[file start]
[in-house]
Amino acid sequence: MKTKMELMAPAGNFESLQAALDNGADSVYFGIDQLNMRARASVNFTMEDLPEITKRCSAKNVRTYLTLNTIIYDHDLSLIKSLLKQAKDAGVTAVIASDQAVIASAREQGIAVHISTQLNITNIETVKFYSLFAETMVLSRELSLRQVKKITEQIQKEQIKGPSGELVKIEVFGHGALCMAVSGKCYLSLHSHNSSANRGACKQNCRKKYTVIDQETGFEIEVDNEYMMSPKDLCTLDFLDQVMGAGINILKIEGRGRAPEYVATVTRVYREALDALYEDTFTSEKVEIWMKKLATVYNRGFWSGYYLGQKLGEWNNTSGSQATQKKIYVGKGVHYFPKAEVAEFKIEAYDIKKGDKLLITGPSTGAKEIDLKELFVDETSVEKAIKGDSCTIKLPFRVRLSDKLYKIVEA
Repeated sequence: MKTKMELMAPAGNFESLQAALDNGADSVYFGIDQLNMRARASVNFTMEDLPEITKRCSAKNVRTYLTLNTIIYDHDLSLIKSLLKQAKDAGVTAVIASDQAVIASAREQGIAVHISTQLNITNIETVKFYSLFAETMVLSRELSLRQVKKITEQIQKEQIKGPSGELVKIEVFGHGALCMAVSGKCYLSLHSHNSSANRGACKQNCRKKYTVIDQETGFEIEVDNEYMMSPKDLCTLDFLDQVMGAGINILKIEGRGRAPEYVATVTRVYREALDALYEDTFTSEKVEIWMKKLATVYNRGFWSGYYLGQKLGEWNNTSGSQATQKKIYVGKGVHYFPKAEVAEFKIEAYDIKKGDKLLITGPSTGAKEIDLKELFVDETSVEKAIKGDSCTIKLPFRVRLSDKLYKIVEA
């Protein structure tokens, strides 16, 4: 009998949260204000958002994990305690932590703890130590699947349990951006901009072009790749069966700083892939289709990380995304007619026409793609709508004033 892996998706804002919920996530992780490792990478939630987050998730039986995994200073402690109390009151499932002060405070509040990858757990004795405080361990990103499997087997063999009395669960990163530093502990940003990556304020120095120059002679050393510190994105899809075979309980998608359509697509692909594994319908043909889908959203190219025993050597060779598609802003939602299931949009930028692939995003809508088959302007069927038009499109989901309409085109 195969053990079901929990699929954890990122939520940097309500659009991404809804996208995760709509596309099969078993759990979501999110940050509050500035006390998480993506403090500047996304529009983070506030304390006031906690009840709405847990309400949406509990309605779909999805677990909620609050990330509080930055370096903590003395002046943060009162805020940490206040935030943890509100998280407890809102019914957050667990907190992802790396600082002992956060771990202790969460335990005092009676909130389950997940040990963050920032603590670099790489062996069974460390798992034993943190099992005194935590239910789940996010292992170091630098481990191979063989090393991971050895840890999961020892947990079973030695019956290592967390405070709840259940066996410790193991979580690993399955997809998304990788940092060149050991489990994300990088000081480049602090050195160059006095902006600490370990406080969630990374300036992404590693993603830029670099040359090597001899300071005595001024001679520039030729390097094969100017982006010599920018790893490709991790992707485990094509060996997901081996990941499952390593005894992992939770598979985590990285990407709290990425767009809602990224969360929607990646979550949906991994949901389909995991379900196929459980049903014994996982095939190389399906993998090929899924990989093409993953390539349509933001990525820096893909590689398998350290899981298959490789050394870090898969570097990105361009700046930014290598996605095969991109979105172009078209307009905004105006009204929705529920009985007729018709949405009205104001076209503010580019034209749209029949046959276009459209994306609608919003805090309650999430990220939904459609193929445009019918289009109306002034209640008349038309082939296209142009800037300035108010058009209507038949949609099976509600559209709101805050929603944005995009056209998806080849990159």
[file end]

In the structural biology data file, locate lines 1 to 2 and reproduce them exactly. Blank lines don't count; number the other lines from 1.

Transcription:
[in-house]
Amino acid sequence: MKTKMELMAPAGNFESLQAALDNGADSVYFGIDQLNMRARASVNFTMEDLPEITKRCSAKNVRTYLTLNTIIYDHDLSLIKSLLKQAKDAGVTAVIASDQAVIASAREQGIAVHISTQLNITNIETVKFYSLFAETMVLSRELSLRQVKKITEQIQKEQIKGPSGELVKIEVFGHGALCMAVSGKCYLSLHSHNSSANRGACKQNCRKKYTVIDQETGFEIEVDNEYMMSPKDLCTLDFLDQVMGAGINILKIEGRGRAPEYVATVTRVYREALDALYEDTFTSEKVEIWMKKLATVYNRGFWSGYYLGQKLGEWNNTSGSQATQKKIYVGKGVHYFPKAEVAEFKIEAYDIKKGDKLLITGPSTGAKEIDLKELFVDETSVEKAIKGDSCTIKLPFRVRLSDKLYKIVEA